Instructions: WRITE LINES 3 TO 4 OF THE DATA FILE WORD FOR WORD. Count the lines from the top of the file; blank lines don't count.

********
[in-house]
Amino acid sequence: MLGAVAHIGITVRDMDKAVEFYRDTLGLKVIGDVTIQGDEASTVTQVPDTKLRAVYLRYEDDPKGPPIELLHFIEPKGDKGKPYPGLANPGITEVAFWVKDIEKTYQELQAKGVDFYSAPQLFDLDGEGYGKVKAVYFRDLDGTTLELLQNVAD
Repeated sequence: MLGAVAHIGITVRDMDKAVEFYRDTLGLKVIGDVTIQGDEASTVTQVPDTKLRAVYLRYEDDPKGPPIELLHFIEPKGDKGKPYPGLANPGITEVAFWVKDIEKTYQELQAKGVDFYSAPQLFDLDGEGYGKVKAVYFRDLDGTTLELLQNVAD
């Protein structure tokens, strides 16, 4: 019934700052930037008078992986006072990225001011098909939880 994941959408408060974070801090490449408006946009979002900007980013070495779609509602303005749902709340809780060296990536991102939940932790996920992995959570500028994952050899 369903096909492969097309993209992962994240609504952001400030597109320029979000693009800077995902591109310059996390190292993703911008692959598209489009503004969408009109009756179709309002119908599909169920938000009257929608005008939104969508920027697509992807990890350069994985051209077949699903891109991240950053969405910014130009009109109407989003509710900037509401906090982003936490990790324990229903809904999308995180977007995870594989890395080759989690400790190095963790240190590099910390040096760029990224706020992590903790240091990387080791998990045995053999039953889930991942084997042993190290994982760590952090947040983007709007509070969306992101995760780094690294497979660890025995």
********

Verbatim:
Repeated sequence: MLGAVAHIGITVRDMDKAVEFYRDTLGLKVIGDVTIQGDEASTVTQVPDTKLRAVYLRYEDDPKGPPIELLHFIEPKGDKGKPYPGLANPGITEVAFWVKDIEKTYQELQAKGVDFYSAPQLFDLDGEGYGKVKAVYFRDLDGTTLELLQNVAD
């Protein structure tokens, strides 16, 4: 019934700052930037008078992986006072990225001011098909939880 994941959408408060974070801090490449408006946009979002900007980013070495779609509602303005749902709340809780060296990536991102939940932790996920992995959570500028994952050899 369903096909492969097309993209992962994240609504952001400030597109320029979000693009800077995902591109310059996390190292993703911008692959598209489009503004969408009109009756179709309002119908599909169920938000009257929608005008939104969508920027697509992807990890350069994985051209077949699903891109991240950053969405910014130009009109109407989003509710900037509401906090982003936490990790324990229903809904999308995180977007995870594989890395080759989690400790190095963790240190590099910390040096760029990224706020992590903790240091990387080791998990045995053999039953889930991942084997042993190290994982760590952090947040983007709007509070969306992101995760780094690294497979660890025995």